Keyboard Animation: Animating a perfect loop and randomizing a texture using just the shader editor

Hey,
I’m Christopher and currently learning Blender. In my work I often think about easy solutions for repetitive or complex work. So I often end up with a small script or a procedural workflow.

This time I made a quick keyboard animation using animation nodes. I discovered some tricks, that I want to share with you. So you will learn how to create perfect looping animations and how to randomize a texture to create the letters on the keys.

Keyboard Animation (Blender 2.80) from Christopher Baumeister on Vimeo.

I modeled a basic and simple key and applied a subdivision surface modifier. To create a grid I used Animation Nodes. This way I could directly animate the keys. I offset the matrices in z-direction to animate a “key-down” (On the picture it seems that the value is zero, but it such a small number that it isn’t displayed correctly). For the animation I used an animated falloff, controlled by an empty. I will explain this concept later on.

I was thinking about how to randomize these letters on the keys and ended up with a solution that could be achieved completely in the shader editor.
Therefore I had to create a texture, that includes all letters. In Photoshop I generated a grid layout and and placed all letters. It’s important, that every cell has got the same dimension. In my case I ended up with 36 cells. I saved the texture as a psd-file with a transparent background, so that I could use the alpha channel. The alpha channel was used as a factor for a mix shader, that mixed a letter- and a key-shader.

I used two UV-maps for the model. One Map for controlling the letters and the other one for texturing. To create the map for the key I created a new UV-Map in the context menu. I unwrapped the model in top view and placed it directly on top of my first cell. I unwrapped the rest of the key model and scaled it down to zero.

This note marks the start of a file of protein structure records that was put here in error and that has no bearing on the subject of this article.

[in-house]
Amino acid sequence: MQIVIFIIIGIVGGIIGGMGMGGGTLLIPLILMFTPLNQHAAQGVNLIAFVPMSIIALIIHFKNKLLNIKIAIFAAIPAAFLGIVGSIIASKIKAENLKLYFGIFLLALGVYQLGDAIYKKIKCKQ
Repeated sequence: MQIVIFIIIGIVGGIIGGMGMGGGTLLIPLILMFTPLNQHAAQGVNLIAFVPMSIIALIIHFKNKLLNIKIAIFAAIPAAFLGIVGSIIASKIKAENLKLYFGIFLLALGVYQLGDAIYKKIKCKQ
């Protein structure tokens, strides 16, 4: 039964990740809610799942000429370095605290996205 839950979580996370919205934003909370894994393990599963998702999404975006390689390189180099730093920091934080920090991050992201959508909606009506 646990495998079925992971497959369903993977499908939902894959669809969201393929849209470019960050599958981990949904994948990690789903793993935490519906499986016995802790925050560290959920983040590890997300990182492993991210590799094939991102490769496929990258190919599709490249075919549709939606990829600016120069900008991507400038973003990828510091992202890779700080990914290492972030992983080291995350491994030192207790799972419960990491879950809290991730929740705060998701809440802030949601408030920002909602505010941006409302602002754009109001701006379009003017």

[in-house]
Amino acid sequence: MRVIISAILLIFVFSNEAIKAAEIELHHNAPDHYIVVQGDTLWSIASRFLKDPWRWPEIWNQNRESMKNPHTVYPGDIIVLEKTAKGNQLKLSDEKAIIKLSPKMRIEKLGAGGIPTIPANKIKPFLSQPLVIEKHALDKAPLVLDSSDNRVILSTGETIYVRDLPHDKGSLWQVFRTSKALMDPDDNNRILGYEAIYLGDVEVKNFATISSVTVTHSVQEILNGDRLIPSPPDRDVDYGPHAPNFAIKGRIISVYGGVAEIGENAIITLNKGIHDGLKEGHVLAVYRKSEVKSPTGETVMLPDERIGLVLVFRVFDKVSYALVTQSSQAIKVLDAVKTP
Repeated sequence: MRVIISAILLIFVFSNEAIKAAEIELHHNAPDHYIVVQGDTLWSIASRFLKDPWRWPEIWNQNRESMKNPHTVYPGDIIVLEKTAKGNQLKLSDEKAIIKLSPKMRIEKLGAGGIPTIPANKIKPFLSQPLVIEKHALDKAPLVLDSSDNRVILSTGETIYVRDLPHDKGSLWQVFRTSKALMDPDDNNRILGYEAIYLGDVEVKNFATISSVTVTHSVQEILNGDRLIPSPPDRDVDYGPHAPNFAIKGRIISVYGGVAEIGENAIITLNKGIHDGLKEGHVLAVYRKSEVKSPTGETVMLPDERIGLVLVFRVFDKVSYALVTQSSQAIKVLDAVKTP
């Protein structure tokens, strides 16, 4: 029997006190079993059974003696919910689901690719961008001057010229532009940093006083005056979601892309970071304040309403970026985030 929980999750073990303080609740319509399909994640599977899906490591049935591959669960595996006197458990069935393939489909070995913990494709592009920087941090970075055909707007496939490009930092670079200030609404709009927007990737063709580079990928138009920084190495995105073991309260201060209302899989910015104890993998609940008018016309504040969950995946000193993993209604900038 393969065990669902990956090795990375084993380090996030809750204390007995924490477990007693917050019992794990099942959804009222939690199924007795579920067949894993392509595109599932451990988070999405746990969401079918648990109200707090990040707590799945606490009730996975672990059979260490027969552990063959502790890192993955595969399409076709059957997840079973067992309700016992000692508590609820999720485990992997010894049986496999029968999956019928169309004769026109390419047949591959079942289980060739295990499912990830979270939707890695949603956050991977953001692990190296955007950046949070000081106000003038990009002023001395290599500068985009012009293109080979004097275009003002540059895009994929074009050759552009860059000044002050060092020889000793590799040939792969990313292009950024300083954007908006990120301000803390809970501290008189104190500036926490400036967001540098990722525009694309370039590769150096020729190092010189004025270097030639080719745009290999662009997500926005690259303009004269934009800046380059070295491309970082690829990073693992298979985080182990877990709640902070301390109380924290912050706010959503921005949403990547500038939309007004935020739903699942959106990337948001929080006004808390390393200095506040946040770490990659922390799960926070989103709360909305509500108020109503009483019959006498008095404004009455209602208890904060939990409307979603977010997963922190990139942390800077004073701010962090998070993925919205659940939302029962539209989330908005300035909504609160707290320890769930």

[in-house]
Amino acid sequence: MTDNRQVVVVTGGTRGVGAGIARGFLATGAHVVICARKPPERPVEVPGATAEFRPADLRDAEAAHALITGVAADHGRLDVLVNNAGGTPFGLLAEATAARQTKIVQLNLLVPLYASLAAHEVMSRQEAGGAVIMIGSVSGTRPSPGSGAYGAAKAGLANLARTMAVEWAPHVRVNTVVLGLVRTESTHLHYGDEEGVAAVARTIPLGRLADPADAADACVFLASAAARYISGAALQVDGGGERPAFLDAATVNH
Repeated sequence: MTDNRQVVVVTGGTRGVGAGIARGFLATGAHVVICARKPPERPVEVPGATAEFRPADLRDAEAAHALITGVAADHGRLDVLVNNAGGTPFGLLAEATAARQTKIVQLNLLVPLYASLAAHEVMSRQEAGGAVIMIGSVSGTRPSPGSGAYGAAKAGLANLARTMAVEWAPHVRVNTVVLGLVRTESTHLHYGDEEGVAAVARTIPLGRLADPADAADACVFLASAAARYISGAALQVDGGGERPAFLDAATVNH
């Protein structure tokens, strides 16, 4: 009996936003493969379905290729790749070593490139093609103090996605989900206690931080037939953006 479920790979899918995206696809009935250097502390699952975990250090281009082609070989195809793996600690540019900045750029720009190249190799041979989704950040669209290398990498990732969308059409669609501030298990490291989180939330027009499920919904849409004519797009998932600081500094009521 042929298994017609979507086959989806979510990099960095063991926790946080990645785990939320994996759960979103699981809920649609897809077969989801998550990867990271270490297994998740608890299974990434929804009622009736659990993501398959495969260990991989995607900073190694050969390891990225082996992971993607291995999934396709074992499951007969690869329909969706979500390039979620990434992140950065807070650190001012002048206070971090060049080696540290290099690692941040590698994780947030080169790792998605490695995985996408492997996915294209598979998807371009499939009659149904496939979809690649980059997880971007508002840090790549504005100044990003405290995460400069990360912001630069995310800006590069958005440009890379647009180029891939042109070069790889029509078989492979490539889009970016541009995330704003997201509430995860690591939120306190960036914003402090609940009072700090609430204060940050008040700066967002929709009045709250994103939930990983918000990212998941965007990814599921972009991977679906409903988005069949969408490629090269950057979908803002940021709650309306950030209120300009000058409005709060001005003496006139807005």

UV-Map for the letters:

Main UV-map:

The Idea was to offset the UV-island randomly in the grid to pick a random letter. So I used the object info node to create a random color for each object. This node will give random values between 0 and 1. So I remapped it to a range of 0 to 36 and rounded the result so I get a random index between 0 and 36. To calculated the position on my uv-layout I used the modulo-function wich returns the X-value. To get the Y-Value I simply divided the index by the number of cells in one column. Then I remapped the coordinates to a 0 to 1 range again. The result could be used to offset our custom uv-coordinate:

To create a perfect loop I used a small trick:
In animation nodes I used a noise falloff. As a type I chose a Perlin noise. A Perlin noise gives random values in space, wich are “connected” to each other. [https://www.youtube.com/watch?v=8ZEMLCnn8v0]

So I animated an empty (noisePicker), that travels along a circle in a perfect loop. To do so, add a “Follow Path” constraint, choose a circle as the target and click on animate path. Make sure that the “Animate Path” option for the circle is enabled. I used the empties position to offset the perlin noise. When the empty travels one round around the circle, it picks the exact same value at the beginning and at the end of the animation. In my case I set the path animation to 100 frames. With this setup you can even control the animation frequency by scaling the circle up or down.

I hope you liked these Insights. Make sure to watch my work on Instagram or ArtSation:


Best wishes,
Christopher

3 Likes

Great ideas! Thanks for sharing!

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